We have been focusing on science-based art, but it might be interesting to consider the implications of the converse — art-based science — by which I mean the study of art objects using scientific techniques. There are many examples: violin makers systematically quantify how violins produce their distinctive sound (also this), physicists have deduced what Jackson Pollock knew about paint, and at the lab where I work, x-rays have revealed hidden layers in a Picasso painting. Some artists are uncomfortable with such work because they feel this reductionist approach diminishes the human element and dispels the mystery in art. I wonder why it has to be either-or. Why can’t have it both ways?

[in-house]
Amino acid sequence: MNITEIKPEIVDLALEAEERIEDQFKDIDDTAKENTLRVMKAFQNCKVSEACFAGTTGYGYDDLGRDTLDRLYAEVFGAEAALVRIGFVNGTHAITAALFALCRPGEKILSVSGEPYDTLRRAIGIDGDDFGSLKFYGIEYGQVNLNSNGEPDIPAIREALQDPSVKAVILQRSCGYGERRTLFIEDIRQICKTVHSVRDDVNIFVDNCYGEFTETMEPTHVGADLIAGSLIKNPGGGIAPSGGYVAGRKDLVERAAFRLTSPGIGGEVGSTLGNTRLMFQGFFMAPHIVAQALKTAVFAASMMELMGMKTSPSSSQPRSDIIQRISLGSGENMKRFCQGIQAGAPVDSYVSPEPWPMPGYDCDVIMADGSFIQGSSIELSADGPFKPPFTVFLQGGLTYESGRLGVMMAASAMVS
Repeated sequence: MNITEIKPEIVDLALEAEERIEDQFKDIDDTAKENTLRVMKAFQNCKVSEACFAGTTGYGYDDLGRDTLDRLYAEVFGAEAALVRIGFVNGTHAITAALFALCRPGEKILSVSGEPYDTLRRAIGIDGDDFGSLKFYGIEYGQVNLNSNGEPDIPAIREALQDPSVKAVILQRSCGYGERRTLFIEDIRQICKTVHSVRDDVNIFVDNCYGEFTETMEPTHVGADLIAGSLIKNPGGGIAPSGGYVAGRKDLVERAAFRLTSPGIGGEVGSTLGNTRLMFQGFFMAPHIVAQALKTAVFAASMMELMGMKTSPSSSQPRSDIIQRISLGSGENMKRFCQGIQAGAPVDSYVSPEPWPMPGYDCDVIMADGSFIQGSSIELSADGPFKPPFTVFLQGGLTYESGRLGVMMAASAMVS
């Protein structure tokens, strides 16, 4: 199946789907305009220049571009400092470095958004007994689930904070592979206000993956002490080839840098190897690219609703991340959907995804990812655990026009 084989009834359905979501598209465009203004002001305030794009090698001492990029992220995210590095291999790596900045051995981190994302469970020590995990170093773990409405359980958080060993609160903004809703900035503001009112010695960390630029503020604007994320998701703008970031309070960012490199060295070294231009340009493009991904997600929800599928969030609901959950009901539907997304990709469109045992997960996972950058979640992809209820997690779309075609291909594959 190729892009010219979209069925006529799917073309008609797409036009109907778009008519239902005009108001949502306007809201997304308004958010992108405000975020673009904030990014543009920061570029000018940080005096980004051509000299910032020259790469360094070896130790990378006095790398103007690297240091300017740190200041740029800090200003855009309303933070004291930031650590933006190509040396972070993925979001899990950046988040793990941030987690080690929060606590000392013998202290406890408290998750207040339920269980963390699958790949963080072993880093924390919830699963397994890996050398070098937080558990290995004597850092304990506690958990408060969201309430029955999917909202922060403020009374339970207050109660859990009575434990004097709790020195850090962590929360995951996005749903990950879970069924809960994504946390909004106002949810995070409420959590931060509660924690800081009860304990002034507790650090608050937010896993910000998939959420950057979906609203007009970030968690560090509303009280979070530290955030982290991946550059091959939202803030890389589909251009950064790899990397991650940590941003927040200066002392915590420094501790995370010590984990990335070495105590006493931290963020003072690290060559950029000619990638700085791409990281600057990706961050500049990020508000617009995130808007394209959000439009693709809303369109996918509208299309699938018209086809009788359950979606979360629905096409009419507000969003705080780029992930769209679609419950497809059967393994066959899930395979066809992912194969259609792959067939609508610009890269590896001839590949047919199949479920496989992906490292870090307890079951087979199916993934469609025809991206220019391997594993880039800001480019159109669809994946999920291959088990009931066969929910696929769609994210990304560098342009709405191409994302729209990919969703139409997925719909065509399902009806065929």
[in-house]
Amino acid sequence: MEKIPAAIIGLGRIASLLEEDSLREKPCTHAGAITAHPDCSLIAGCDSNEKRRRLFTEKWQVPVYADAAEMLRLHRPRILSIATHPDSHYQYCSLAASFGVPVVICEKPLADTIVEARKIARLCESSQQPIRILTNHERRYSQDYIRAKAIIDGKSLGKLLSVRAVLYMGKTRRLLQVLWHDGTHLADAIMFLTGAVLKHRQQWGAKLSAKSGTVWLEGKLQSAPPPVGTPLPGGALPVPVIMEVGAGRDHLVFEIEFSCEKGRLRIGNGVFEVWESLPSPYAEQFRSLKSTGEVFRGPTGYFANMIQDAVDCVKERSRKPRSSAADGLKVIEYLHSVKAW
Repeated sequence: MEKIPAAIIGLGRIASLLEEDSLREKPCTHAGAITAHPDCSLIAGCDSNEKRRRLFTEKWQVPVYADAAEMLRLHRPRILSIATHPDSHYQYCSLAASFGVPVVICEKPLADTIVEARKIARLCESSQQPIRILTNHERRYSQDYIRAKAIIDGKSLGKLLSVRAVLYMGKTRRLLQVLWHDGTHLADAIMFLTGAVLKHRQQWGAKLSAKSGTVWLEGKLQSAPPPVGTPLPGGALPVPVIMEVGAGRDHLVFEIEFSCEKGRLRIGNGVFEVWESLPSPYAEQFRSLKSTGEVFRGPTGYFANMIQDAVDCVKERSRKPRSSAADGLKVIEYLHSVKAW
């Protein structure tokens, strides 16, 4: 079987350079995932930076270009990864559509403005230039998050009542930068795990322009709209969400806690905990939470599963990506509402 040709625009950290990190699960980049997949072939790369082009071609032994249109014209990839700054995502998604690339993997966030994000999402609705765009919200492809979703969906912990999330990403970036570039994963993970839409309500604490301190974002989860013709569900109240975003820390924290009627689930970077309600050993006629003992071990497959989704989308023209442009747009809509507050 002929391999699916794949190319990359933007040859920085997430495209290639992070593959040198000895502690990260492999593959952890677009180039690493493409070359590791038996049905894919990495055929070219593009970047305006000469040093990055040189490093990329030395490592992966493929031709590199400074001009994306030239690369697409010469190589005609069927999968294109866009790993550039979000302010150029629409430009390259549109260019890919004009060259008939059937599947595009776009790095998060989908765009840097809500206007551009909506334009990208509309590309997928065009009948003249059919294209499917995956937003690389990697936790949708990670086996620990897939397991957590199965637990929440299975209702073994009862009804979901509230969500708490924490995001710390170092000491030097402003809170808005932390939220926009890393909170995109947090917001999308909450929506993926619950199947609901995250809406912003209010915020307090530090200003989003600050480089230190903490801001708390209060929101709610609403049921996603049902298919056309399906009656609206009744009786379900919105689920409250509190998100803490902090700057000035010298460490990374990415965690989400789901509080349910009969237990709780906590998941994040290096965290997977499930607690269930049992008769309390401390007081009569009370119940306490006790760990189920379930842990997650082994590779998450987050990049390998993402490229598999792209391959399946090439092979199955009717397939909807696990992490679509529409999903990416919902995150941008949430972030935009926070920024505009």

In physics, we often study phenomena that admit multiple (sometimes mutually exclusive) descriptions — light is both wave and particle. Or, a volume of fluid can be viewed both from afar in terms of macroscopic quantities (like density or viscosity) or up close as microscopic particles. We might be moved by the how the fluid dances and flows, and this beauty is not negated by having a low-level picture of how things work.
Maybe it can be the same for science and art. Maybe the physics of paint can coexist with the painting. Maybe it is possible to both know and not-know at the same time.